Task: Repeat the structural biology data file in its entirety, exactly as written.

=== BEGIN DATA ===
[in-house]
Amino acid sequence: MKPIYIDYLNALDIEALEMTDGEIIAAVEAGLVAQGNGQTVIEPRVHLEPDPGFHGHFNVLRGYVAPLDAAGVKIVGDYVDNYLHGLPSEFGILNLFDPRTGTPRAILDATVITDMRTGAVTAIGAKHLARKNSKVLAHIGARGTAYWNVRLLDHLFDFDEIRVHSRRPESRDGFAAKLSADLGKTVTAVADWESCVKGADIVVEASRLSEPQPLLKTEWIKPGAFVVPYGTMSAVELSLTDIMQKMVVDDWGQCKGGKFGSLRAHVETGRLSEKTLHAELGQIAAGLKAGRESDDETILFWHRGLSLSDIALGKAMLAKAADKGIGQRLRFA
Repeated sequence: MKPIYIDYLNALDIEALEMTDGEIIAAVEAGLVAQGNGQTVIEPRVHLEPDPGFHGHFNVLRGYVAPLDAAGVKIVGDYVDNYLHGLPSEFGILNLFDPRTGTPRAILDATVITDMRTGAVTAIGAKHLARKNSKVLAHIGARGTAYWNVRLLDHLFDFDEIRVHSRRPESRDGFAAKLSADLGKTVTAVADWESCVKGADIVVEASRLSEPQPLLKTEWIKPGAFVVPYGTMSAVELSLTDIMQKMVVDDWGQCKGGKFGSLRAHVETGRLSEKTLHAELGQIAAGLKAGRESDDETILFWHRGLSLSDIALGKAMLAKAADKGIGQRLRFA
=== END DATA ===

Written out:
[in-house]
Amino acid sequence: MKPIYIDYLNALDIEALEMTDGEIIAAVEAGLVAQGNGQTVIEPRVHLEPDPGFHGHFNVLRGYVAPLDAAGVKIVGDYVDNYLHGLPSEFGILNLFDPRTGTPRAILDATVITDMRTGAVTAIGAKHLARKNSKVLAHIGARGTAYWNVRLLDHLFDFDEIRVHSRRPESRDGFAAKLSADLGKTVTAVADWESCVKGADIVVEASRLSEPQPLLKTEWIKPGAFVVPYGTMSAVELSLTDIMQKMVVDDWGQCKGGKFGSLRAHVETGRLSEKTLHAELGQIAAGLKAGRESDDETILFWHRGLSLSDIALGKAMLAKAADKGIGQRLRFA
Repeated sequence: MKPIYIDYLNALDIEALEMTDGEIIAAVEAGLVAQGNGQTVIEPRVHLEPDPGFHGHFNVLRGYVAPLDAAGVKIVGDYVDNYLHGLPSEFGILNLFDPRTGTPRAILDATVITDMRTGAVTAIGAKHLARKNSKVLAHIGARGTAYWNVRLLDHLFDFDEIRVHSRRPESRDGFAAKLSADLGKTVTAVADWESCVKGADIVVEASRLSEPQPLLKTEWIKPGAFVVPYGTMSAVELSLTDIMQKMVVDDWGQCKGGKFGSLRAHVETGRLSEKTLHAELGQIAAGLKAGRESDDETILFWHRGLSLSDIALGKAMLAKAADKGIGQRLRFA